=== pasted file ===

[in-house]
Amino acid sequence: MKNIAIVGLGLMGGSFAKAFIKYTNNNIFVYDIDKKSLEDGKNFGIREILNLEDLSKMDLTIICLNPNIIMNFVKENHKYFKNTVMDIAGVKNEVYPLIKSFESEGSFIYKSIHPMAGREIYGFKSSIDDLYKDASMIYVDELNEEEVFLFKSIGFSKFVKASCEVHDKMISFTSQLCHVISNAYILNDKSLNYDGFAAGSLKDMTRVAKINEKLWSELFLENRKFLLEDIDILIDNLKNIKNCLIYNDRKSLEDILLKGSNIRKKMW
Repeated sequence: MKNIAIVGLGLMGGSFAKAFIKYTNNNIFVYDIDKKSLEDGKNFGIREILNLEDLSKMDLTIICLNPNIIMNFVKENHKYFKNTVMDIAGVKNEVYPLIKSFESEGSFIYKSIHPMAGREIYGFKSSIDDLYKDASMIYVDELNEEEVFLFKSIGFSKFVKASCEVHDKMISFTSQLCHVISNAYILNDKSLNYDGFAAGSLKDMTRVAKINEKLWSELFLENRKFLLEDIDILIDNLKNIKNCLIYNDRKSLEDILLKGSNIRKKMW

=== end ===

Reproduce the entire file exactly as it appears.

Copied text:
[in-house]
Amino acid sequence: MKNIAIVGLGLMGGSFAKAFIKYTNNNIFVYDIDKKSLEDGKNFGIREILNLEDLSKMDLTIICLNPNIIMNFVKENHKYFKNTVMDIAGVKNEVYPLIKSFESEGSFIYKSIHPMAGREIYGFKSSIDDLYKDASMIYVDELNEEEVFLFKSIGFSKFVKASCEVHDKMISFTSQLCHVISNAYILNDKSLNYDGFAAGSLKDMTRVAKINEKLWSELFLENRKFLLEDIDILIDNLKNIKNCLIYNDRKSLEDILLKGSNIRKKMW
Repeated sequence: MKNIAIVGLGLMGGSFAKAFIKYTNNNIFVYDIDKKSLEDGKNFGIREILNLEDLSKMDLTIICLNPNIIMNFVKENHKYFKNTVMDIAGVKNEVYPLIKSFESEGSFIYKSIHPMAGREIYGFKSSIDDLYKDASMIYVDELNEEEVFLFKSIGFSKFVKASCEVHDKMISFTSQLCHVISNAYILNDKSLNYDGFAAGSLKDMTRVAKINEKLWSELFLENRKFLLEDIDILIDNLKNIKNCLIYNDRKSLEDILLKGSNIRKKMW